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Port charterparty – vessel required to be within port to qualify as “arrived ship

The facts

The vessel was chartered to carry soya bean meal from Chicago to one port out of Amsterdam or Rotterdam or Antwerp or Ghent or one safe port German North Sea all in charterers’ option.

Ultimately, Brake was nominated as the discharging port.

Due to congestion the vessel was required to wait at the Weser lightship.

There was no waiting place in the port of Brake and those vessels for which a berth was unavailable were all required to wait at the Weser lightship situated in the estuary.

Shortly after arrival at the lightship, and in a futile attempt to become an arrived ship , the vessel travelled upstream. It turned in the vicinity of the berthing stations at Brake and returned immediately to the lightship on the same tide.

There was a delay of about 23 days before the vessel was allotted a berth.

The owners claimed demurrage for the 23 days.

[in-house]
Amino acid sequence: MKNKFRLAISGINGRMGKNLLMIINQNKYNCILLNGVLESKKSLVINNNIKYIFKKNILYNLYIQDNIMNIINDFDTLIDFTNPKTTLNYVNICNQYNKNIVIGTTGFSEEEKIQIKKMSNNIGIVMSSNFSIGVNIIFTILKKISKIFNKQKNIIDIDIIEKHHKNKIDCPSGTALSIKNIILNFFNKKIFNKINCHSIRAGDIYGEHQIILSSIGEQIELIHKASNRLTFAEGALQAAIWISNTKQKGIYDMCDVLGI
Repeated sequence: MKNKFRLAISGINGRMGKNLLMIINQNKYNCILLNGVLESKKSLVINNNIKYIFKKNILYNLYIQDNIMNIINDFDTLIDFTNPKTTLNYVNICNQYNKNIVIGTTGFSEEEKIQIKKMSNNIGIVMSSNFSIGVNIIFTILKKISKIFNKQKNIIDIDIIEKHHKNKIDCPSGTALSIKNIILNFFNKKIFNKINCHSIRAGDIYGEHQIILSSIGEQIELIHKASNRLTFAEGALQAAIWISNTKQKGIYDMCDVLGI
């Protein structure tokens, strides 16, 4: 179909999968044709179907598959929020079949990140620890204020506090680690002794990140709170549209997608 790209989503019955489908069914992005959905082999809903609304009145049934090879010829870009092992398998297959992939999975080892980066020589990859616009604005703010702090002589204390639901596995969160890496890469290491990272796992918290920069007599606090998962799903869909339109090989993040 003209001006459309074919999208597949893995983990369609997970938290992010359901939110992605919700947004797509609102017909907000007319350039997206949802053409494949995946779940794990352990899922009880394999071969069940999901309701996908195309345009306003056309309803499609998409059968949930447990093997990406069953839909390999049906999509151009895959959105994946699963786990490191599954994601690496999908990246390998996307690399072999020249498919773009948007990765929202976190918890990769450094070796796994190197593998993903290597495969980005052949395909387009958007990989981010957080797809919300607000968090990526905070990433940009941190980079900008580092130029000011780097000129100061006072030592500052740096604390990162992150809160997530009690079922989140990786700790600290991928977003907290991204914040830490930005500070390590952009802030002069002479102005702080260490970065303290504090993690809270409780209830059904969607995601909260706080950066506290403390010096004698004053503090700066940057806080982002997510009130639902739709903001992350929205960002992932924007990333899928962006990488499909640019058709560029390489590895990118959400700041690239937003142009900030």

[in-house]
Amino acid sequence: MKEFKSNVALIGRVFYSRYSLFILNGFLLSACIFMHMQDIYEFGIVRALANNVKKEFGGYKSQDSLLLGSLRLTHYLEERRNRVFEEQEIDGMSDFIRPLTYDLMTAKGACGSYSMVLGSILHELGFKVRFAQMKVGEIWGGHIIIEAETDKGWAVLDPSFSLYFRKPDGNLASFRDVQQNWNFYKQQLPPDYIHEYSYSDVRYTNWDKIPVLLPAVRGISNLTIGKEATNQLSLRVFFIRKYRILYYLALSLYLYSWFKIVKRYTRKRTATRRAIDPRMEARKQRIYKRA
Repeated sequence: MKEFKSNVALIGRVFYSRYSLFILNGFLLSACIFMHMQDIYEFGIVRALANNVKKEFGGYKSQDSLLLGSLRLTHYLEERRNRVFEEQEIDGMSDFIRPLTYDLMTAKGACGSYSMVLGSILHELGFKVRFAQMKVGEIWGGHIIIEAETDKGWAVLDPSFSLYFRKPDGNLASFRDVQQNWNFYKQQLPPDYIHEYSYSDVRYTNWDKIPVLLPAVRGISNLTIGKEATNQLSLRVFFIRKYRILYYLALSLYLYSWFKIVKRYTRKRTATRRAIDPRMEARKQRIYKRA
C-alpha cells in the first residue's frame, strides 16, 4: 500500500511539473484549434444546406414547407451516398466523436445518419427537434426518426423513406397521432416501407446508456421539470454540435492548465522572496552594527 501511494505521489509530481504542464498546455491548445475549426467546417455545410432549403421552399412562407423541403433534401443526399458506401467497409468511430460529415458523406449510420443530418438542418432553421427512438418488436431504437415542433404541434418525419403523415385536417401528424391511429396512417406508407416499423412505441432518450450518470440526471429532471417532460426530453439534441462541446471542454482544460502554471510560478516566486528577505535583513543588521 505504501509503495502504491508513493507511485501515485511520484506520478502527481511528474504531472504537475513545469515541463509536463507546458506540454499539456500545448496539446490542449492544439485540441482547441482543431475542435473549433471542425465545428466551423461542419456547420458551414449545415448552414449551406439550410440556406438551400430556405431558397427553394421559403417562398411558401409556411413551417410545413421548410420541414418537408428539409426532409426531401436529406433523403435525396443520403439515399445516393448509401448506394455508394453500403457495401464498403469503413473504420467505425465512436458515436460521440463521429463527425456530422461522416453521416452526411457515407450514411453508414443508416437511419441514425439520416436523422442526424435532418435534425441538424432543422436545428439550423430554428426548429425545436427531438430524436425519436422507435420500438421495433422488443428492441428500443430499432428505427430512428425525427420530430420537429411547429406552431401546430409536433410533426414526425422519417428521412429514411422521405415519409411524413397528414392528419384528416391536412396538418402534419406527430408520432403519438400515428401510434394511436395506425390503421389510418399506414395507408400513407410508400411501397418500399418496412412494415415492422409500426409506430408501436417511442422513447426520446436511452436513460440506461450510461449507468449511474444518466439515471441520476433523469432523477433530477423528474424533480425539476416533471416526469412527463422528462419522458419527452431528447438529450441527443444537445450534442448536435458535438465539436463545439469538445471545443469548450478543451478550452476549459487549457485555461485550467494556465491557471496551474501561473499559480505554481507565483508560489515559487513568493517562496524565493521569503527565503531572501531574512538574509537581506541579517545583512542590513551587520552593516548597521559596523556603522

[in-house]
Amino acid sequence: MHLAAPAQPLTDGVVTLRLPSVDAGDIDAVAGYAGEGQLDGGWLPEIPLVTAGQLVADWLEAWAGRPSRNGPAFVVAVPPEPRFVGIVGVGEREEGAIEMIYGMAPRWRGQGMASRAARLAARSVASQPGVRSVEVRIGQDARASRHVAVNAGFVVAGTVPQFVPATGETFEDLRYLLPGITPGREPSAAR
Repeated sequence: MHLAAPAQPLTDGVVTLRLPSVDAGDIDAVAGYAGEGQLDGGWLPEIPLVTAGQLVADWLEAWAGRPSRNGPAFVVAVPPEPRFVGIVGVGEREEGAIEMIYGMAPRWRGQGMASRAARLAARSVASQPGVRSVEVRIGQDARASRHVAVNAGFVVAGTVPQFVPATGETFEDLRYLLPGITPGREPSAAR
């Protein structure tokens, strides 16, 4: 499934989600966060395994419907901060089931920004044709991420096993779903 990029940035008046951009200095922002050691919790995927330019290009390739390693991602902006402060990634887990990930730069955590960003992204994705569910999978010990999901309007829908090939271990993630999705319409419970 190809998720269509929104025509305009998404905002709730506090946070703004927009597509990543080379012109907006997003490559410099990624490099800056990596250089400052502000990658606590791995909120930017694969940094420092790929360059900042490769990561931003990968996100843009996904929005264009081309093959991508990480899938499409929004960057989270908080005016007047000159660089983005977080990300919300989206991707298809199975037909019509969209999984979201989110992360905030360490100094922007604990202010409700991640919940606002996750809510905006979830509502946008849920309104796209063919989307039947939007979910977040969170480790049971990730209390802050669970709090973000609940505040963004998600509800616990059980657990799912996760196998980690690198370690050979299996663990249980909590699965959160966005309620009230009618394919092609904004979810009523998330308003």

Donaldson, J in the Commercial Court held in favour of the charterers, refusing the owners’ demurrage claim. His decision was overturned in the Court of Appeal (Lord Denning, MR, Stephenson, and Shaw, LLJ). The decision of Donaldson, J was restored in the House of Lords (Lords Diplock, Simon of Glaisdale, Edmund-Davies, Fraser of Tullybelton and Viscount Dilhorne).


The owners’ case developed as it went along. The point argued at first instance was that the vessel became an arrived ship when she turned in the vicinity of her berth at Brake shortly after arriving at the lightship.

In the Court of Appeal, and at the invitation of Lord Justice Stephenson, the owners amended their points of claim to contend that the vessel was already an arrived ship when she lay at the Weser lightship.

All three judgments in the Court of Appeal are convincing and argue for the principle emphasized by Lord Radcliffe in his dissenting speech in Aello that because port limits are variable and often  hard to define, the important consideration is the accessibility of the vessel to the charterers. The precise physical location is incidental.

The House of Lords, in this case, chose precedent over principle.

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Charter Party Casebook